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Having picked up a Dillon 650 reloading press some time back, I've enjoyed producing quality 9mm and .45ACP reloads. (much faster than I use to by the way) I have quartz lighting in my reloading room which provides me with excellent lighting in the evenings. During the day, a large window provides natural lighting which meets my needs. So day or night, I'm doing well while at the reloading bench.....except for one small issue.....clearly seeing the powder charge in the case prior to putting a bullet into the belled case's mouth.
One solution would be a simple desk lamp placed on the reloading bench to direct light onto the shellplate. I had two issues with using a desk lamp. First, I didn't have a desk lamp laying around that would work as needed and second, I didn't really have the room available to set one up....and I didn't really want a power cord running across the bench for that matter.
A battery powered light, would work but I didn't have one available....or did
I? A trip to the "junk drawer" proved that I had a couple of candidates.
I'm still trying to determine the brand/manufacturer of this
little LED light. The writing is so small that I need to get a magnifying
glass to see if the manufacturer is buried in all that microscopic writing.
None the less, it is small enough to work where it is needed and has a simple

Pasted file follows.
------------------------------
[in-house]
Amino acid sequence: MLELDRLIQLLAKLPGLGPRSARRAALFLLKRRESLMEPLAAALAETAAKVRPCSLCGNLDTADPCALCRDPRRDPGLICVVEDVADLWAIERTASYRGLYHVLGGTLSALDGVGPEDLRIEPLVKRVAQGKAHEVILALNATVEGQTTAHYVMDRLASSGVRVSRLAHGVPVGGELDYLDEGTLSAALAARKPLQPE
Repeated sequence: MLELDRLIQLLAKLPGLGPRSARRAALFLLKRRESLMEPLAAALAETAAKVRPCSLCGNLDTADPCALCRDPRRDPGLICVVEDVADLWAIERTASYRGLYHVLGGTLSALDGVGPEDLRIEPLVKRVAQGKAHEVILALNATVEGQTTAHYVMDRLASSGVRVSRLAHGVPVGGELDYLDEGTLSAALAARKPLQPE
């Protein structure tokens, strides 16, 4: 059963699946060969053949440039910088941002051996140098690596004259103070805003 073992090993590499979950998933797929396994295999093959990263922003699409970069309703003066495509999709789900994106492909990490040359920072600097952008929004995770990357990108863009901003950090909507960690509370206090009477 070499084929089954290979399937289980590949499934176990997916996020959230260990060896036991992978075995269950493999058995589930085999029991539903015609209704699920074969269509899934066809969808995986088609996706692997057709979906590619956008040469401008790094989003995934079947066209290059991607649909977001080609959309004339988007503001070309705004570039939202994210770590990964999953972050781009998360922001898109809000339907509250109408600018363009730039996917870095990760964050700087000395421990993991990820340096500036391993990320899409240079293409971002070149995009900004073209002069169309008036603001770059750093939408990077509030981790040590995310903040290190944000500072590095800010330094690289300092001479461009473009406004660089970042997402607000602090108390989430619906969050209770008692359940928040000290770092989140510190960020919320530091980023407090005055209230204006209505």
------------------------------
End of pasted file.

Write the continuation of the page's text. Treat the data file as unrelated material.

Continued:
push button on/off switch on the tail of the flashlight. The important
part is that the LED housing has a slight taper, which will make it ideal for
I don't use the powder check option on my 650 press so station
#3 is empty....or at least it was empty right up until I screw the lens housing
of the LED flashlight into the threads on the tool head. The plastic
housing on the flashlight is soft enough to easy engage the threads in the tool
head. About a quarter turn is all that is needed to secure the LED
flashlight into station #3.
Here is a close-up of a .45 case positioned at station #3. This is were I do a visual check during reloading to ensure the case received a powder charge. It is also where I normally insert the bullet as I prefer to have the powder charge covered as it moves to the next station just in case I have a primer go off back at station #2. (It's only happened once, when I use to use those soft Federal primers, and it certainly got my attention.)
As you can see in the above "before" photo, its a little dark
inside the .45 case. ~6 grains of powder doesn't fill the case up all that
far and as I said, visually checking for a powder charge was taking longer than
I felt it should. I wasn't comfortable just skipping the powder check.
With the LED flashlight turned on (and no camera flash), the interior of the .45 case is completely illuminated. Confirming the powder charge in the case is easy to do and can be easily done while the bullet is on its way from the tray to the belled mouth of the case.
Yeah, I know this isn't a ground breaking reloading breakthrough....but I wanted to share an easy solution to a problem I had. When I get that magnifying glass, I'll see if I can get a manufacturer and/or model on the LED flashlight. For what it is worth, I got it at a company giveaway....the kind where you get a sales brochure and an inexpensive flashlight with something written on it.